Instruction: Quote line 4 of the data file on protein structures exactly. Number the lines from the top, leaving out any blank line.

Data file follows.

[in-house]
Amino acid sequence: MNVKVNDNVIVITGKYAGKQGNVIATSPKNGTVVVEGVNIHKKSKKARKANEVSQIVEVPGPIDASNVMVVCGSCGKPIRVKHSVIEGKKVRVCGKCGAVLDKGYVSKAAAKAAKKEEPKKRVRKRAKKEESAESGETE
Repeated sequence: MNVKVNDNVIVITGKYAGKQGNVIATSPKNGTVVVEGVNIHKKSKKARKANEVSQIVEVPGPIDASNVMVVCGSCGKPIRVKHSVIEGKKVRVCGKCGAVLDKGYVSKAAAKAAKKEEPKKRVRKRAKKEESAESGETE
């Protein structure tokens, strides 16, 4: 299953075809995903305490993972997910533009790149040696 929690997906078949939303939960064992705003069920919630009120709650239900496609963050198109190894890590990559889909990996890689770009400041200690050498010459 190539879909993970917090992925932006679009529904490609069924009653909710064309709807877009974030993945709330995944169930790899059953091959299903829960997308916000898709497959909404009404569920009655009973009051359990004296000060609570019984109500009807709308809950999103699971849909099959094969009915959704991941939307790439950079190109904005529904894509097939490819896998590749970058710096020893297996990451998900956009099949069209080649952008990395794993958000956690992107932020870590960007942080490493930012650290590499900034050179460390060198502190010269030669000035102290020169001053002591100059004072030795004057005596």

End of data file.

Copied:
């Protein structure tokens, strides 16, 4: 299953075809995903305490993972997910533009790149040696 929690997906078949939303939960064992705003069920919630009120709650239900496609963050198109190894890590990559889909990996890689770009400041200690050498010459 190539879909993970917090992925932006679009529904490609069924009653909710064309709807877009974030993945709330995944169930790899059953091959299903829960997308916000898709497959909404009404569920009655009973009051359990004296000060609570019984109500009807709308809950999103699971849909099959094969009915959704991941939307790439950079190109904005529904894509097939490819896998590749970058710096020893297996990451998900956009099949069209080649952008990395794993958000956690992107932020870590960007942080490493930012650290590499900034050179460390060198502190010269030669000035102290020169001053002591100059004072030795004057005596």